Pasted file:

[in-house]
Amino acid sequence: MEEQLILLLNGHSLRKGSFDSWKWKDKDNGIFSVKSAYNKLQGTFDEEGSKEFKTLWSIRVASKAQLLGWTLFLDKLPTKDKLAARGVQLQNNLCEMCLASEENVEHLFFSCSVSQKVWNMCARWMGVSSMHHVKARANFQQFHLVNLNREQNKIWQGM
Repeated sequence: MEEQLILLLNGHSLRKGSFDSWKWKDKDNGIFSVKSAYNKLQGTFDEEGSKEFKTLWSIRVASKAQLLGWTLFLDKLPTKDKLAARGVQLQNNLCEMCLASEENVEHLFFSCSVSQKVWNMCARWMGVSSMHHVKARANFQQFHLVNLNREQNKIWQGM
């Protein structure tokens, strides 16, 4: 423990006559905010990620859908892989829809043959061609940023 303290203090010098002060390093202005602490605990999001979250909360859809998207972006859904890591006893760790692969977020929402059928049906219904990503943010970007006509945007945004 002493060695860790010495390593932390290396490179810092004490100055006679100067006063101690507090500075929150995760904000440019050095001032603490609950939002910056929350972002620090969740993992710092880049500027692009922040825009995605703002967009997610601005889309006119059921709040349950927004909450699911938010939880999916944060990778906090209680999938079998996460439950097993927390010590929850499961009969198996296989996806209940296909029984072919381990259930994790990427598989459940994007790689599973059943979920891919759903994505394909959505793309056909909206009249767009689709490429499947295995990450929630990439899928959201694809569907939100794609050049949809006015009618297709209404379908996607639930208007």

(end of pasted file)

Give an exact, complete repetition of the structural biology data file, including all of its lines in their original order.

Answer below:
[in-house]
Amino acid sequence: MEEQLILLLNGHSLRKGSFDSWKWKDKDNGIFSVKSAYNKLQGTFDEEGSKEFKTLWSIRVASKAQLLGWTLFLDKLPTKDKLAARGVQLQNNLCEMCLASEENVEHLFFSCSVSQKVWNMCARWMGVSSMHHVKARANFQQFHLVNLNREQNKIWQGM
Repeated sequence: MEEQLILLLNGHSLRKGSFDSWKWKDKDNGIFSVKSAYNKLQGTFDEEGSKEFKTLWSIRVASKAQLLGWTLFLDKLPTKDKLAARGVQLQNNLCEMCLASEENVEHLFFSCSVSQKVWNMCARWMGVSSMHHVKARANFQQFHLVNLNREQNKIWQGM
């Protein structure tokens, strides 16, 4: 423990006559905010990620859908892989829809043959061609940023 303290203090010098002060390093202005602490605990999001979250909360859809998207972006859904890591006893760790692969977020929402059928049906219904990503943010970007006509945007945004 002493060695860790010495390593932390290396490179810092004490100055006679100067006063101690507090500075929150995760904000440019050095001032603490609950939002910056929350972002620090969740993992710092880049500027692009922040825009995605703002967009997610601005889309006119059921709040349950927004909450699911938010939880999916944060990778906090209680999938079998996460439950097993927390010590929850499961009969198996296989996806209940296909029984072919381990259930994790990427598989459940994007790689599973059943979920891919759903994505394909959505793309056909909206009249767009689709490429499947295995990450929630990439899928959201694809569907939100794609050049949809006015009618297709209404379908996607639930208007």